Many who have seen the show agree. “The Big Fat LGBT Show of Shows presents important information about sexual orientation and gender identity with humor, fun, and energy,” said Steve Houldsworth of St. Louis Effort for AIDS, “It is the best ‘diversity workshop’ you could bring in this year.” Attorney and lesbian mother Nina Balsam, from One Saint Louis said, “It is a great way to learn more about LGBT people; painless and entertaining.”
New City School has an Evening Diversity Committee comprised of teachers, board members and parents and sponsors an annual Spring Diversity event, said Sheryl Reardon, a teacher and the diversity coordinator from NCS. “These are efforts to strengthen and build bonds within our school community, raise awareness and foster respect. When a past committee member learned about Uppity’s production, the committee thought it sounded great and our LGBT Parent Group wanted to be involved.”
Attendees will enjoy appetizers, the show and dessert and an informal conversation with the cast which includes Bill Finkbiner, Sara Hamilton, Joan Lipkin, Theresa Masters and Ed Selvey IV. Some audience members may recall Hamilton and Masters from Uppity’s recent production, The State of Marriage.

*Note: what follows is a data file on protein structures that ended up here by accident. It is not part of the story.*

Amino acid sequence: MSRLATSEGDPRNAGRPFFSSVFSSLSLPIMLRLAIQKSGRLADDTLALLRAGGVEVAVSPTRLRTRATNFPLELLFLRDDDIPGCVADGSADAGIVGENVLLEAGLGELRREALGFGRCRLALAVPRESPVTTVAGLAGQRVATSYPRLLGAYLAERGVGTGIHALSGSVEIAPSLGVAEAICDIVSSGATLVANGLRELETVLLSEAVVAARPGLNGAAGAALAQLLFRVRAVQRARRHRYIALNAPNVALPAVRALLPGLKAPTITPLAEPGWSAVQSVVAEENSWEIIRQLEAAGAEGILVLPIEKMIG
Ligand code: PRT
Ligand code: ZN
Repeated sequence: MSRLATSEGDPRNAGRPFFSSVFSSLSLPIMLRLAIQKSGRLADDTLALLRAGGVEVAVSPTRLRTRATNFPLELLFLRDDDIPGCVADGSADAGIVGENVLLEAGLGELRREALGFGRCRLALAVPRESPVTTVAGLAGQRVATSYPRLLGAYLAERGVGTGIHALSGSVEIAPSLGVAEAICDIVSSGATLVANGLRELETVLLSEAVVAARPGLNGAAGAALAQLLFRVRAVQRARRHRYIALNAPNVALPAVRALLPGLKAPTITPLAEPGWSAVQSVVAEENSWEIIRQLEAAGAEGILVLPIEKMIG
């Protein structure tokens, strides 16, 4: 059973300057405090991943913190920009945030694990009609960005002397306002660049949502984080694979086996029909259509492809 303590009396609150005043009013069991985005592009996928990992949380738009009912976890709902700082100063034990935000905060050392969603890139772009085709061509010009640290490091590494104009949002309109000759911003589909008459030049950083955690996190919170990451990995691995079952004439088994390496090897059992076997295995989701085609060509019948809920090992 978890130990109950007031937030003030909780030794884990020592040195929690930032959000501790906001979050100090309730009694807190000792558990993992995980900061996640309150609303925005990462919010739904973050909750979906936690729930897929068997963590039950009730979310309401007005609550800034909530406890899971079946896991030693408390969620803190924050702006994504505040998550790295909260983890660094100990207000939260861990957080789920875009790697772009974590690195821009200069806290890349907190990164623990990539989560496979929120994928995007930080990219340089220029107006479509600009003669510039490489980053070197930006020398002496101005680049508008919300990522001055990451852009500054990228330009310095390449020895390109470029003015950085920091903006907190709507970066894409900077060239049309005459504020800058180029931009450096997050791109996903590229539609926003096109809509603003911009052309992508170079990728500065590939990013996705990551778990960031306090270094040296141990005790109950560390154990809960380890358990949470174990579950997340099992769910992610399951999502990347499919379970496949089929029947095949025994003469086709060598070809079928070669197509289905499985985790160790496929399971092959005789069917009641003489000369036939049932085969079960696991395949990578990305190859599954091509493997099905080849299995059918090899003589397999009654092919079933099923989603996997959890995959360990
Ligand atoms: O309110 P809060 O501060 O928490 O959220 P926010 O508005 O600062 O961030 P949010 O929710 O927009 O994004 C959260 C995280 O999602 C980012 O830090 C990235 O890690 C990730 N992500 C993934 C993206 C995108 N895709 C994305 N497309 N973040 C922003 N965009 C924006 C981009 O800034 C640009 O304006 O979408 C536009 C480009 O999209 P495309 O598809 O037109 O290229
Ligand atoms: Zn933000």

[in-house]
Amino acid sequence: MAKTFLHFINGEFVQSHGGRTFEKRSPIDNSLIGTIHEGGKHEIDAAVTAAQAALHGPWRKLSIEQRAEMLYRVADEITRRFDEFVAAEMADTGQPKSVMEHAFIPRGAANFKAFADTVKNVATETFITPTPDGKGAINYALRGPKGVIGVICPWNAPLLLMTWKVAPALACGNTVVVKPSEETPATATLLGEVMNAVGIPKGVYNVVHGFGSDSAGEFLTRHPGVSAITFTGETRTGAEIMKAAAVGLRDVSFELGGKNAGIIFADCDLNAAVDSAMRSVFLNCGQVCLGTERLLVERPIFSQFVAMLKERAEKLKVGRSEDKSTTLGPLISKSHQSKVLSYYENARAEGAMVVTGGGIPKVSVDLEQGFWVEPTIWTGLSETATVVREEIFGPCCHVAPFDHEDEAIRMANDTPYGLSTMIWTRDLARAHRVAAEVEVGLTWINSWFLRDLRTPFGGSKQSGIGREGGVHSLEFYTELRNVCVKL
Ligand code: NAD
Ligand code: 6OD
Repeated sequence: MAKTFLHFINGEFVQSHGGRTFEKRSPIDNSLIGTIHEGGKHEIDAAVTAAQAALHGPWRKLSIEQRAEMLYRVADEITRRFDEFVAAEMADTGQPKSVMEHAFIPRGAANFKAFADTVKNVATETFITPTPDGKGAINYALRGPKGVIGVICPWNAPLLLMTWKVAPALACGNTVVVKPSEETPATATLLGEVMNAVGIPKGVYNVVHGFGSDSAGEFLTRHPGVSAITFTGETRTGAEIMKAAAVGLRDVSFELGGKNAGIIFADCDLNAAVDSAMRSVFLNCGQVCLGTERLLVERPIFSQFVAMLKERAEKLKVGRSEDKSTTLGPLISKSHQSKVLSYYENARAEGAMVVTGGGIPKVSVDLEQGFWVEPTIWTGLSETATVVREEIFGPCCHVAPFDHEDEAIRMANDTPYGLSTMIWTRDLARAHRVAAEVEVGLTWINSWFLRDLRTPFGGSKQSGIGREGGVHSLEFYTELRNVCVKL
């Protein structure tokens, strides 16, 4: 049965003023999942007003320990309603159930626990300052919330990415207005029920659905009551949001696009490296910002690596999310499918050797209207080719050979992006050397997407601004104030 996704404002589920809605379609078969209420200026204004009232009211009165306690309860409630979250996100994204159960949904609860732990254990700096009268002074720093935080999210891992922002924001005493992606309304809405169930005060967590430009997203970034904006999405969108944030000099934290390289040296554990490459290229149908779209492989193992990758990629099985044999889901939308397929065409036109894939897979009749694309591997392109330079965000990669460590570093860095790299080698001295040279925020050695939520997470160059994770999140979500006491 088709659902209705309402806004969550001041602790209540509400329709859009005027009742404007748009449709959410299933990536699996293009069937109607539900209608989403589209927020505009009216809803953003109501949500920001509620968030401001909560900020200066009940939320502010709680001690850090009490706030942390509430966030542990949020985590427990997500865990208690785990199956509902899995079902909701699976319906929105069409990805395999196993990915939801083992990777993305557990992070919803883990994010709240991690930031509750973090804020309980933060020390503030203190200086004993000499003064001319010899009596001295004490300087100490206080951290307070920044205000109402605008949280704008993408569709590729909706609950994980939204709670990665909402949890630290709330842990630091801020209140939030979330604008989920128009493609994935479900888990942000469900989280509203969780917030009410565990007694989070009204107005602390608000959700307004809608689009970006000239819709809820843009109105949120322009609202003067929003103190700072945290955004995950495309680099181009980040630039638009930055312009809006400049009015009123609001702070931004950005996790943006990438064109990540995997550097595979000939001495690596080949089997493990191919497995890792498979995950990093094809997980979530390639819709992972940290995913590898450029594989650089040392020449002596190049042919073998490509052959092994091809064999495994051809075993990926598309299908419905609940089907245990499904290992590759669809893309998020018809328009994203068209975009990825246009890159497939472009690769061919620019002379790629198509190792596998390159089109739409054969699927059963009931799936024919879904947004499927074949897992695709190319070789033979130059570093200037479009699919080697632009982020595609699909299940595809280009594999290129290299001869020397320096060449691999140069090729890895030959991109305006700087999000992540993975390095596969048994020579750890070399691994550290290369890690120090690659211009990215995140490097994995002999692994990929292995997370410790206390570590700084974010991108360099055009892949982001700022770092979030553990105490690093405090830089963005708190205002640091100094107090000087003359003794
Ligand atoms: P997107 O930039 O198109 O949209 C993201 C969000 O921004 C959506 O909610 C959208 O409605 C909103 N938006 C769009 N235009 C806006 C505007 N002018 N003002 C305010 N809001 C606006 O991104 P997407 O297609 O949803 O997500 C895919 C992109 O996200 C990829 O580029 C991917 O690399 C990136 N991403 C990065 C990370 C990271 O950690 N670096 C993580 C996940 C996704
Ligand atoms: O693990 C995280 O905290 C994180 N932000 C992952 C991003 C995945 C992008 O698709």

The Big, Fat LGBT Everything You Need to Know Show of Shows is a 50-minute fun and fact-filled romp through the realities of LGBT life that uses sketch comedy, song, dance, audience participation and more to call attention to both the contributions of LGBT people and the unique challenges they face. Special attention is paid to the epidemic of bullying, homophobic language and legislation. Highlights include “Straight as a Second Language,” the game show “Is He/She or isn’t He/She?” and the talk show “Fact or Fiction.”
Versions of the show have been performed at Pfizer, the Washington University Program in Occupational Therapy, the National Geo-Spatial Agency, Nancy’s Place, Maryville University and the St Louis College of Pharmacy. Lipkin said she commends New City School for bringing in the show. “Awareness of issues among adults in the first line of defense for LGBT young people or those perceived as having unconventional gender expression. And of course, LGBT staff members need support, too. We would love to encourage other schools and organizations to bring in our work which can be adapted for different audiences.”
Working in conjunction with Growing American Youth, Lipkin founded Apple Pie, an ensemble of LGBT and allied youth that created work about their lives that has been performed at the Museum of Contemporary Art, the annual GSA conference and the National Conference’s Anytown. Her work is featured in the forthcoming Out and Allied, an anthology of performance pieces and workbook for LGBT youth.
For more info, contact JLipkin@aol.com.